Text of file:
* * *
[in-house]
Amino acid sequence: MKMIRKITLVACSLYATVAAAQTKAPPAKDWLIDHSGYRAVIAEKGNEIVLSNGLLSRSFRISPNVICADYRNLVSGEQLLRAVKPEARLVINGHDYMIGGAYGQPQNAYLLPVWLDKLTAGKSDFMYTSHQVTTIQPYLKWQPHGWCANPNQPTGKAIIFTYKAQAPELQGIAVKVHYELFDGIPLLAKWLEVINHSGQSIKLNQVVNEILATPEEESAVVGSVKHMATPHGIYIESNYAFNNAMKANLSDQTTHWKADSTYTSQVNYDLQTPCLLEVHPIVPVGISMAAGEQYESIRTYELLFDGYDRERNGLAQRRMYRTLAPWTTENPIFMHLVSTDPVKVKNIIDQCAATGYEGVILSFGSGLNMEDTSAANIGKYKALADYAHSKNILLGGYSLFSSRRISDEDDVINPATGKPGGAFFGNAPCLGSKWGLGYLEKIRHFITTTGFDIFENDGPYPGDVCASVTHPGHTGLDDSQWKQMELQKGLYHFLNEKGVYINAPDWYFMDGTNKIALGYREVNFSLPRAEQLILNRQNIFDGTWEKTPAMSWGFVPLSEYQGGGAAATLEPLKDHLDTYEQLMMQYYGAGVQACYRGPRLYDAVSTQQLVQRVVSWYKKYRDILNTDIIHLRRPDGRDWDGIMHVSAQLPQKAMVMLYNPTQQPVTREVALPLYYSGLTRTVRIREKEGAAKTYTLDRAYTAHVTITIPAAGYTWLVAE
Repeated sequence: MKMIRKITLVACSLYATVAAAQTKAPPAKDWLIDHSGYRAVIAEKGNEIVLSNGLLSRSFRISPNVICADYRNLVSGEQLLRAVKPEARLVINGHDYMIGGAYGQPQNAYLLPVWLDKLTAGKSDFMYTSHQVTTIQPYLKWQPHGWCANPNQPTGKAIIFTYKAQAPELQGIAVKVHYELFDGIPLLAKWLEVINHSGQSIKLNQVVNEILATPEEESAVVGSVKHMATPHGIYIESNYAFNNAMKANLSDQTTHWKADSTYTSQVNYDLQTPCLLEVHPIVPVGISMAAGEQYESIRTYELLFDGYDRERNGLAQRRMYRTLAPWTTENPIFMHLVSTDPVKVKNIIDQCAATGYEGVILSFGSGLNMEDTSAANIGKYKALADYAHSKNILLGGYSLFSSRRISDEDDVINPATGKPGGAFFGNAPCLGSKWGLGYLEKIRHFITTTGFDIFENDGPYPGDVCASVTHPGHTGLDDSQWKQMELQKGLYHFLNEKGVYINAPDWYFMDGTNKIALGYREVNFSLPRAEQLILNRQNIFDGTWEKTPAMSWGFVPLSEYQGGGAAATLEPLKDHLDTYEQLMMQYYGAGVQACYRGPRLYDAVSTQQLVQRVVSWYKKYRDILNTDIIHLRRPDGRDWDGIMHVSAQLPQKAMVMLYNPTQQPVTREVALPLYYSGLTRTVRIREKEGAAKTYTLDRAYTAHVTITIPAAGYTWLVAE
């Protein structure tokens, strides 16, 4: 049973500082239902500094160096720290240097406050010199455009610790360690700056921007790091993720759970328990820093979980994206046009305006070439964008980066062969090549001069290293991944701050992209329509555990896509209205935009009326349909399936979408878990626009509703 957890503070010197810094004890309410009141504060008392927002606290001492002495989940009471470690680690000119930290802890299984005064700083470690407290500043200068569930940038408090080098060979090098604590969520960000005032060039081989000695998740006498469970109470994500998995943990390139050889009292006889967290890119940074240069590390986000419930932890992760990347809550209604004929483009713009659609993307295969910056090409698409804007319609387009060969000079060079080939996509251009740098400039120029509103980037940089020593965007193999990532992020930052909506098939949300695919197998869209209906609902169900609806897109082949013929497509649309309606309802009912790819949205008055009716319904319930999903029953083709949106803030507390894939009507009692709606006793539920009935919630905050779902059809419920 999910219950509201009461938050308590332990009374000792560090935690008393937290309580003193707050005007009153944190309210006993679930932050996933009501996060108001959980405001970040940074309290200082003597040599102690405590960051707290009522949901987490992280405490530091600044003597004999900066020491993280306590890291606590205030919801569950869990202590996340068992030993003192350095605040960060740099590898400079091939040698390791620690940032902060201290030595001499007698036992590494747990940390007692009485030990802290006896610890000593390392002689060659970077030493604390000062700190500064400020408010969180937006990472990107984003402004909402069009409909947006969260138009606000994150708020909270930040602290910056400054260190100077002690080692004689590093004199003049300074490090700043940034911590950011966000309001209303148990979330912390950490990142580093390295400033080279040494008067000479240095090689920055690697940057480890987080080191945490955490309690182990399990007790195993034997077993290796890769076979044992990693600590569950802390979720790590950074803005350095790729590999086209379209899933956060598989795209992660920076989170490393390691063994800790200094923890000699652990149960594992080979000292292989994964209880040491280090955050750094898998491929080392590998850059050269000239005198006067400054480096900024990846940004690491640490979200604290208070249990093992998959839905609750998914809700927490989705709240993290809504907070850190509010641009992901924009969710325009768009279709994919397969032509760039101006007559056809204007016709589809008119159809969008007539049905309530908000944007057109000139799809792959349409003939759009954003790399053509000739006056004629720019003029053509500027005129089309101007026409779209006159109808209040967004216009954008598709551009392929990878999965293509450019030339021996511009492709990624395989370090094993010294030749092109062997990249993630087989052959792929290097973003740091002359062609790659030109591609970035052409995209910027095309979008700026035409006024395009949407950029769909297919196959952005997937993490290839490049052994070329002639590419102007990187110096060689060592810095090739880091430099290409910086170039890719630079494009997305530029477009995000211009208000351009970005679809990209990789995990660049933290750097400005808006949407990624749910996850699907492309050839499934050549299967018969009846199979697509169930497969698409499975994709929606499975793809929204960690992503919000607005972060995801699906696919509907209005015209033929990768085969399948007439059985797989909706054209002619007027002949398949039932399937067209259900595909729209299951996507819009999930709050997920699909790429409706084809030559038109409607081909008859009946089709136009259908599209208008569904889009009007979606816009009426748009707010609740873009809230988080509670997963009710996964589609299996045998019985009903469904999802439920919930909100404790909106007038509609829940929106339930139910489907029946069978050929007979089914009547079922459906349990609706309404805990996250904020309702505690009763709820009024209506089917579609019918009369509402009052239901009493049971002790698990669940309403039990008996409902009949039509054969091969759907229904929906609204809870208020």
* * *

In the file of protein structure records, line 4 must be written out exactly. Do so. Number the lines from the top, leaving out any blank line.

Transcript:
């Protein structure tokens, strides 16, 4: 049973500082239902500094160096720290240097406050010199455009610790360690700056921007790091993720759970328990820093979980994206046009305006070439964008980066062969090549001069290293991944701050992209329509555990896509209205935009009326349909399936979408878990626009509703 957890503070010197810094004890309410009141504060008392927002606290001492002495989940009471470690680690000119930290802890299984005064700083470690407290500043200068569930940038408090080098060979090098604590969520960000005032060039081989000695998740006498469970109470994500998995943990390139050889009292006889967290890119940074240069590390986000419930932890992760990347809550209604004929483009713009659609993307295969910056090409698409804007319609387009060969000079060079080939996509251009740098400039120029509103980037940089020593965007193999990532992020930052909506098939949300695919197998869209209906609902169900609806897109082949013929497509649309309606309802009912790819949205008055009716319904319930999903029953083709949106803030507390894939009507009692709606006793539920009935919630905050779902059809419920 999910219950509201009461938050308590332990009374000792560090935690008393937290309580003193707050005007009153944190309210006993679930932050996933009501996060108001959980405001970040940074309290200082003597040599102690405590960051707290009522949901987490992280405490530091600044003597004999900066020491993280306590890291606590205030919801569950869990202590996340068992030993003192350095605040960060740099590898400079091939040698390791620690940032902060201290030595001499007698036992590494747990940390007692009485030990802290006896610890000593390392002689060659970077030493604390000062700190500064400020408010969180937006990472990107984003402004909402069009409909947006969260138009606000994150708020909270930040602290910056400054260190100077002690080692004689590093004199003049300074490090700043940034911590950011966000309001209303148990979330912390950490990142580093390295400033080279040494008067000479240095090689920055690697940057480890987080080191945490955490309690182990399990007790195993034997077993290796890769076979044992990693600590569950802390979720790590950074803005350095790729590999086209379209899933956060598989795209992660920076989170490393390691063994800790200094923890000699652990149960594992080979000292292989994964209880040491280090955050750094898998491929080392590998850059050269000239005198006067400054480096900024990846940004690491640490979200604290208070249990093992998959839905609750998914809700927490989705709240993290809504907070850190509010641009992901924009969710325009768009279709994919397969032509760039101006007559056809204007016709589809008119159809969008007539049905309530908000944007057109000139799809792959349409003939759009954003790399053509000739006056004629720019003029053509500027005129089309101007026409779209006159109808209040967004216009954008598709551009392929990878999965293509450019030339021996511009492709990624395989370090094993010294030749092109062997990249993630087989052959792929290097973003740091002359062609790659030109591609970035052409995209910027095309979008700026035409006024395009949407950029769909297919196959952005997937993490290839490049052994070329002639590419102007990187110096060689060592810095090739880091430099290409910086170039890719630079494009997305530029477009995000211009208000351009970005679809990209990789995990660049933290750097400005808006949407990624749910996850699907492309050839499934050549299967018969009846199979697509169930497969698409499975994709929606499975793809929204960690992503919000607005972060995801699906696919509907209005015209033929990768085969399948007439059985797989909706054209002619007027002949398949039932399937067209259900595909729209299951996507819009999930709050997920699909790429409706084809030559038109409607081909008859009946089709136009259908599209208008569904889009009007979606816009009426748009707010609740873009809230988080509670997963009710996964589609299996045998019985009903469904999802439920919930909100404790909106007038509609829940929106339930139910489907029946069978050929007979089914009547079922459906349990609706309404805990996250904020309702505690009763709820009024209506089917579609019918009369509402009052239901009493049971002790698990669940309403039990008996409902009949039509054969091969759907229904929906609204809870208020």